As she would later note in our interview, Isabelle Lumb, LSOE ’19, is one to put the team on her back. When she reached out to me last week, it was in search of some publicity—her food Instagram, @bite_into_this, was gaining some momentum. I took a quick glance at her page and it immediately had my approval—the frosting was plentiful, there was no shortage of sprinkles, and the follower count was north of 12,000. Between the colors, followers, and my coincidental hunger at the moment, it was an easy call to make.
As I sit here now, the follower count for @bite_into_this has jumped to over 14,000, and a new crop of colorful donut pictures has found its way onto the feed. This kind of growth, Lumb explained, has been nothing out of the ordinary recently.
“We gained 7,000 followers just this summer,” Lumb said. “The goal is 20,000 by Thanksgiving, but we usually get about 100 a day.”
“For the most part, they’re all real people,” Lumb added. “We don’t buy them.”
As it turns out, building @bite_into_this into a true contender in the crowded food Instagram market was actually somewhat accidental. The account is a product of a distinct mix of boredom and hunger. Her and a pair of friends were at a friend’s party when inspiration struck.
“We were really not enjoying the party,” Lumb said. “So we made it there, at our friend’s house, on a couch. We kept it going and we got 1 or 2,000 followers fairly quickly.”
After a brief lull in activity following their graduation from high school, the three of them resumed last spring and have been full-steam ahead ever since.
Lumb and her friends remain now at the helm of this flourishing account, and they’ve have maintained a broad geographical presence in addition to their collection of glamorous food shots. Reporting from Washington, D.C., and South Carolina, in addition to Boston and their hometown of Ft. Lauderdale, Fla., the trio brings a variety of flavors to the table, but their efforts are bolstered by their large and growing following. Curated, crowd-sourced food photography constitutes a large portion of their photo collection.
Filtering through countless follower submissions is also part of the job for Lumb and company, and their respective camera rolls are filled with thousands of candidate photos.
“I couldn’t take that many good pictures and I can’t spend that much money,” Lumb said.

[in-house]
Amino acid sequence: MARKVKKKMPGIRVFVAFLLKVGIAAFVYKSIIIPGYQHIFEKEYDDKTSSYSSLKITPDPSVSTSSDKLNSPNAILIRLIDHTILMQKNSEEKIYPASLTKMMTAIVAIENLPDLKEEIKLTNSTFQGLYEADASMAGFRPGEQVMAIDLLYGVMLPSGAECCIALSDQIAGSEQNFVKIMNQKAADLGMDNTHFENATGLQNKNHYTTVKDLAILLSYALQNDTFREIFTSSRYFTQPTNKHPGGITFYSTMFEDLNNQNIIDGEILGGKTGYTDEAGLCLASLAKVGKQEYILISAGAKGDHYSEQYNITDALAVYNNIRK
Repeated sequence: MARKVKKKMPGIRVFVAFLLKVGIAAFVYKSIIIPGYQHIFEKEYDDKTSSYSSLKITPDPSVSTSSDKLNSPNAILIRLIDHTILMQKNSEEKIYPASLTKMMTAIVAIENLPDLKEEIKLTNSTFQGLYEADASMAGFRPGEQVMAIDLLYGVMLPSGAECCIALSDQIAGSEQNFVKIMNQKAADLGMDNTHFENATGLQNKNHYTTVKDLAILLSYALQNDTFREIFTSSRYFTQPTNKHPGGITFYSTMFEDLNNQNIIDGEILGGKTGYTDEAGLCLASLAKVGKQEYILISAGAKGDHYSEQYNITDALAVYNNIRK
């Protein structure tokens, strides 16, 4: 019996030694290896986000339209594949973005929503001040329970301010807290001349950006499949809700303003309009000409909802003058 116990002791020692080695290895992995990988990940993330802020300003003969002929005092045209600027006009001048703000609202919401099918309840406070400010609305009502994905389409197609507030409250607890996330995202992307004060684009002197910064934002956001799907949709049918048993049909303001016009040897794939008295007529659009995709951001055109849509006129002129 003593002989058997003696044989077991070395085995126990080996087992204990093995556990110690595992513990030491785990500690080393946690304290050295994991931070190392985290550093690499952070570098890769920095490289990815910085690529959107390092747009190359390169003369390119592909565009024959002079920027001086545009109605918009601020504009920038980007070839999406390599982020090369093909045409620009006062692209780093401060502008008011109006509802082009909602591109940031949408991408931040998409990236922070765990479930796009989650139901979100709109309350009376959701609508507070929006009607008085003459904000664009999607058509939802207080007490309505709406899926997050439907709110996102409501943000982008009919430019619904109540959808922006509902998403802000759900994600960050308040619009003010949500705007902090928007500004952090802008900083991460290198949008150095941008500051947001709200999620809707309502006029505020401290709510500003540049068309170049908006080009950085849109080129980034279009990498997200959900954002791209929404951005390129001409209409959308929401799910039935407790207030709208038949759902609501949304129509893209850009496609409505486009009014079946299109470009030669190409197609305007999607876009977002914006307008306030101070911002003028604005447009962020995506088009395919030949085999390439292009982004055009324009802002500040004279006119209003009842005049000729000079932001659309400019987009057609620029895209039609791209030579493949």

The key to @bite_into_this’s success? Junk food photos go a long way, Lumb said.
“I do enjoy a good smoothie bowl, but healthier stuff definitely does not do as well,” she said. “Our average is a little over 1,000 likes, and even if it’s semi-healthy it doesn’t get there.”
From here, the conversation descended into an exchange of adjectives—an extended discussion of which adjectives best describe the most Instagram-worthy shots. High-resolution was a requisite parameter set immediately, but the nitty-gritty adjectives were the most entertaining. Highlights included gooey, chocolate-y, overflowing, and cheesy. “Also, donuts,” Lumb made sure to add.
“This one was actually a little low-res,” Lumb said, producing a photo of a particularly overflowing donut. “But I made the exception.”
The growth story of @bite_into_this goes beyond simple creative exercise. The account has received some love from big players in the Instagram food game, and reposting has been a big driver for gaining followers.
“We got reposted by a few really big ones, which made us a couple hundred followers each,” said Lumb. “Aside from that, once we hit 9 or 10,000 it’s just been crazy.”
Out of this craziness, @bite_into_this has also managed to grow to the point that it receives promotional requests. Free stuff, in other words.
The trio has already seen the perks of their popularity: presents ranging from invites to food festivals to promotional soup delivered to their doorstep. Most recently, they’ve been solicited by a frosting company called Dallop Frosting, and they’re hoping that the freebies will continue to roll in.
Ultimately, more free soup and frosting seem to be the objective of the group, who don’t really seek fame or facial recognition in their Instagram exploits. Beyond the occasional goodie in the mail, Lumb emphasized that the account is largely a way for the group to stay connected with one another.
“We talk almost every day about it and I don’t think we would talk that much if we didn’t have it together,” Lumb said, citing her relationship with her co-owners as her favorite part of the gig. “I do really like the photography—and it’s cheesy—but it’s a lot about staying in touch with my friends.”
The account certainly has high hopes for the future, and ideally the freebies should follow suit. That is, if they can keep their pancake arguments to a minimum. Lumb also spoke to occasional friction within the group, citing the recent deletion of a pancake picture that sparked controversy.
“My friend didn’t think they were worthy of Bite Into This,” she said.
Food debacles aside, my takeaway from our conversation was simple—a food Instagram between friends is a powerful tool. According to Lumb, nothing brings people together like breakfast, lunch, and dessert.
Featured Image by Kaitlin Meeks/Heights Staff